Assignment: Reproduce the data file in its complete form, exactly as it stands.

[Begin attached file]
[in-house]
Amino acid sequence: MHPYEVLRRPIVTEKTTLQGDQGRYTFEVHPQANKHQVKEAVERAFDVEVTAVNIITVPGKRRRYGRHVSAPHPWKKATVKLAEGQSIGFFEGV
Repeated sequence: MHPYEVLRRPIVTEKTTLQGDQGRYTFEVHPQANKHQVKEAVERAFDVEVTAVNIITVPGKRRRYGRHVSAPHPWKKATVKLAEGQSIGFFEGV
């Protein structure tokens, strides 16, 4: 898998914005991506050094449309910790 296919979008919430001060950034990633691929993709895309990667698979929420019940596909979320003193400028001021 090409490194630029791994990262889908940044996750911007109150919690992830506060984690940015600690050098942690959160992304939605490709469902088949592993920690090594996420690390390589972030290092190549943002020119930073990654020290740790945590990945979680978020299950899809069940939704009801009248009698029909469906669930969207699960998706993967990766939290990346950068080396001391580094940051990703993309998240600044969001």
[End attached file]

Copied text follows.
[in-house]
Amino acid sequence: MHPYEVLRRPIVTEKTTLQGDQGRYTFEVHPQANKHQVKEAVERAFDVEVTAVNIITVPGKRRRYGRHVSAPHPWKKATVKLAEGQSIGFFEGV
Repeated sequence: MHPYEVLRRPIVTEKTTLQGDQGRYTFEVHPQANKHQVKEAVERAFDVEVTAVNIITVPGKRRRYGRHVSAPHPWKKATVKLAEGQSIGFFEGV
């Protein structure tokens, strides 16, 4: 898998914005991506050094449309910790 296919979008919430001060950034990633691929993709895309990667698979929420019940596909979320003193400028001021 090409490194630029791994990262889908940044996750911007109150919690992830506060984690940015600690050098942690959160992304939605490709469902088949592993920690090594996420690390390589972030290092190549943002020119930073990654020290740790945590990945979680978020299950899809069940939704009801009248009698029909469906669930969207699960998706993967990766939290990346950068080396001391580094940051990703993309998240600044969001």